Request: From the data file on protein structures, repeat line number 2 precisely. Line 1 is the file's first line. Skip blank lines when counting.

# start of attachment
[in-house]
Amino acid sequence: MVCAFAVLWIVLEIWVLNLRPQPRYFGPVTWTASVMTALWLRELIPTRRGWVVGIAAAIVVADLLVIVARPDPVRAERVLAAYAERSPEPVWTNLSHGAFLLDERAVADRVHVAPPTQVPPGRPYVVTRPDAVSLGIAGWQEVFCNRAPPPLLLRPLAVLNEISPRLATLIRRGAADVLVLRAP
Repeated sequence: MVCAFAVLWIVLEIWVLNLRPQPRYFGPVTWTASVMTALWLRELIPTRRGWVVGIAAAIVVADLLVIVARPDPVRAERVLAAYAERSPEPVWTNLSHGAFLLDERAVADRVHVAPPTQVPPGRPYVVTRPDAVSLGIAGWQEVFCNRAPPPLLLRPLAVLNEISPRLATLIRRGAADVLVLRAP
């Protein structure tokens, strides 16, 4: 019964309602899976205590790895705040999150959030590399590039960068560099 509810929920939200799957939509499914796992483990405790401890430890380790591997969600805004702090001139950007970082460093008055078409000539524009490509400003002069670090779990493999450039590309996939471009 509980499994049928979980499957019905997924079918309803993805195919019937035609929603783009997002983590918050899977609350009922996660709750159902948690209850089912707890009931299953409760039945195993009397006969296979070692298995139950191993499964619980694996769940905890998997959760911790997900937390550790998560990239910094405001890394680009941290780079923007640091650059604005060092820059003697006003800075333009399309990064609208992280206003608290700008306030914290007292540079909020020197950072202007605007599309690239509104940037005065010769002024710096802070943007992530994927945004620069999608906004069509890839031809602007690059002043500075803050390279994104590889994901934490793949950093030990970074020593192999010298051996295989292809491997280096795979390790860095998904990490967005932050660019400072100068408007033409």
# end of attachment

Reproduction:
Amino acid sequence: MVCAFAVLWIVLEIWVLNLRPQPRYFGPVTWTASVMTALWLRELIPTRRGWVVGIAAAIVVADLLVIVARPDPVRAERVLAAYAERSPEPVWTNLSHGAFLLDERAVADRVHVAPPTQVPPGRPYVVTRPDAVSLGIAGWQEVFCNRAPPPLLLRPLAVLNEISPRLATLIRRGAADVLVLRAP